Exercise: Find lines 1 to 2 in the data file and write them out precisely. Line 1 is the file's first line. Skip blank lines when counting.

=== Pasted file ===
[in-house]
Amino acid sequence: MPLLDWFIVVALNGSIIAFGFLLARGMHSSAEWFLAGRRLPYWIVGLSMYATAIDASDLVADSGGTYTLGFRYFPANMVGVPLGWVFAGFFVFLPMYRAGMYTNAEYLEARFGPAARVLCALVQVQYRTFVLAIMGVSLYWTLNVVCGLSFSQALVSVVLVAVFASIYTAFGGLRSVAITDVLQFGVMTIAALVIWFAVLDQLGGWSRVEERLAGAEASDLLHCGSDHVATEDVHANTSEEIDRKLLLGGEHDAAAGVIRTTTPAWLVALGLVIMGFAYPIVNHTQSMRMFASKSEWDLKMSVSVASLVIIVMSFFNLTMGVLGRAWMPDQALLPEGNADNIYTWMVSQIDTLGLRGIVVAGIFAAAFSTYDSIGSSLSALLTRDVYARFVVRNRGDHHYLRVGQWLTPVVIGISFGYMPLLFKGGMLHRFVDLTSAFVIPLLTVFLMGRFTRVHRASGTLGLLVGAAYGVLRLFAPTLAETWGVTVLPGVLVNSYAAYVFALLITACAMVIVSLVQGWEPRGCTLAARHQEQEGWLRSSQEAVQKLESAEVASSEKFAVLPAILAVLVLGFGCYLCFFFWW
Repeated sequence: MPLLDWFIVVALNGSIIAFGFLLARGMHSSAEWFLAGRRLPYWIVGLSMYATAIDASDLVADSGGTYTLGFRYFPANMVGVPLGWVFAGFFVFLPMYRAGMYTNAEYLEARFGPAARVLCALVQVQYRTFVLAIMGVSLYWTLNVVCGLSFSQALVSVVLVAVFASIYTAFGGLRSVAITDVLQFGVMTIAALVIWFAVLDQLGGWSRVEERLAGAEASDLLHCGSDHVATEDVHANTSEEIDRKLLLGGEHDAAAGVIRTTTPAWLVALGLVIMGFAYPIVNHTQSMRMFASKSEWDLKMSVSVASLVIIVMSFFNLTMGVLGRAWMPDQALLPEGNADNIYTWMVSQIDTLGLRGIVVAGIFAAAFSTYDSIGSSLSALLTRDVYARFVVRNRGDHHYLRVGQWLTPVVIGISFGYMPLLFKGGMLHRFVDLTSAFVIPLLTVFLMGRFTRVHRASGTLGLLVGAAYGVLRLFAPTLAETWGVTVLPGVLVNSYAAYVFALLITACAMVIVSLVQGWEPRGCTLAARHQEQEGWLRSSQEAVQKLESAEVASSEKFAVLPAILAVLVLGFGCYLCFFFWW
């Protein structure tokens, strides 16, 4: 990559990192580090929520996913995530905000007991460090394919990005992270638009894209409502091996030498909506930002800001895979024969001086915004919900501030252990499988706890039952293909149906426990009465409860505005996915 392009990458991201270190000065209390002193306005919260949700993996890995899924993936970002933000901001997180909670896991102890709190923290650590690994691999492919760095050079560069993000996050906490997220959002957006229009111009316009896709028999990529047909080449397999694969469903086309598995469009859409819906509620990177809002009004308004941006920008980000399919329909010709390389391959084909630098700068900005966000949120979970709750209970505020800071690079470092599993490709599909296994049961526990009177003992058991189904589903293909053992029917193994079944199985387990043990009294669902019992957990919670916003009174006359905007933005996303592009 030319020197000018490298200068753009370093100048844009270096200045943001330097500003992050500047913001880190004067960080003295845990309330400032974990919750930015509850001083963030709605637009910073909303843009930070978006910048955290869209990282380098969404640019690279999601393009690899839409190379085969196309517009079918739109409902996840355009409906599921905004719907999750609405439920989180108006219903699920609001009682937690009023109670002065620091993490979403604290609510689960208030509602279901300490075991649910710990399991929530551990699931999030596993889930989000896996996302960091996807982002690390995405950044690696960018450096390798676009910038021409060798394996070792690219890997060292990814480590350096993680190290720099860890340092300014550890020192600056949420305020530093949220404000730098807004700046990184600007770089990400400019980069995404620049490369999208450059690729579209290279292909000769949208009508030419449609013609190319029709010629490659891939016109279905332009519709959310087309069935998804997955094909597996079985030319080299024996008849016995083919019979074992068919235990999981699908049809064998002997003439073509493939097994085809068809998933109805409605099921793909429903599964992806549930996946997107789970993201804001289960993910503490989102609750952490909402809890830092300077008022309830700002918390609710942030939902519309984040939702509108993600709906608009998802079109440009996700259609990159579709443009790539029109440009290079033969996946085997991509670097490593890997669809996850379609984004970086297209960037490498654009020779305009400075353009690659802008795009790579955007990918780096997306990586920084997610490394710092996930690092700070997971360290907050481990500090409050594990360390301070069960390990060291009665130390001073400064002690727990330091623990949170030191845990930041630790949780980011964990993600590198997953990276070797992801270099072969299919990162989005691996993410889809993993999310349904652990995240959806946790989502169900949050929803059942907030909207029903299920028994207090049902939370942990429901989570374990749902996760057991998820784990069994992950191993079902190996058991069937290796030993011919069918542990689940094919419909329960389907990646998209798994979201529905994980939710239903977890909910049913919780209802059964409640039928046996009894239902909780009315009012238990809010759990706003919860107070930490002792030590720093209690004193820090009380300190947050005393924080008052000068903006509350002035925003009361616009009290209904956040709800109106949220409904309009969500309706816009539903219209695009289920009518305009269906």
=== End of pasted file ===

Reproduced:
[in-house]
Amino acid sequence: MPLLDWFIVVALNGSIIAFGFLLARGMHSSAEWFLAGRRLPYWIVGLSMYATAIDASDLVADSGGTYTLGFRYFPANMVGVPLGWVFAGFFVFLPMYRAGMYTNAEYLEARFGPAARVLCALVQVQYRTFVLAIMGVSLYWTLNVVCGLSFSQALVSVVLVAVFASIYTAFGGLRSVAITDVLQFGVMTIAALVIWFAVLDQLGGWSRVEERLAGAEASDLLHCGSDHVATEDVHANTSEEIDRKLLLGGEHDAAAGVIRTTTPAWLVALGLVIMGFAYPIVNHTQSMRMFASKSEWDLKMSVSVASLVIIVMSFFNLTMGVLGRAWMPDQALLPEGNADNIYTWMVSQIDTLGLRGIVVAGIFAAAFSTYDSIGSSLSALLTRDVYARFVVRNRGDHHYLRVGQWLTPVVIGISFGYMPLLFKGGMLHRFVDLTSAFVIPLLTVFLMGRFTRVHRASGTLGLLVGAAYGVLRLFAPTLAETWGVTVLPGVLVNSYAAYVFALLITACAMVIVSLVQGWEPRGCTLAARHQEQEGWLRSSQEAVQKLESAEVASSEKFAVLPAILAVLVLGFGCYLCFFFWW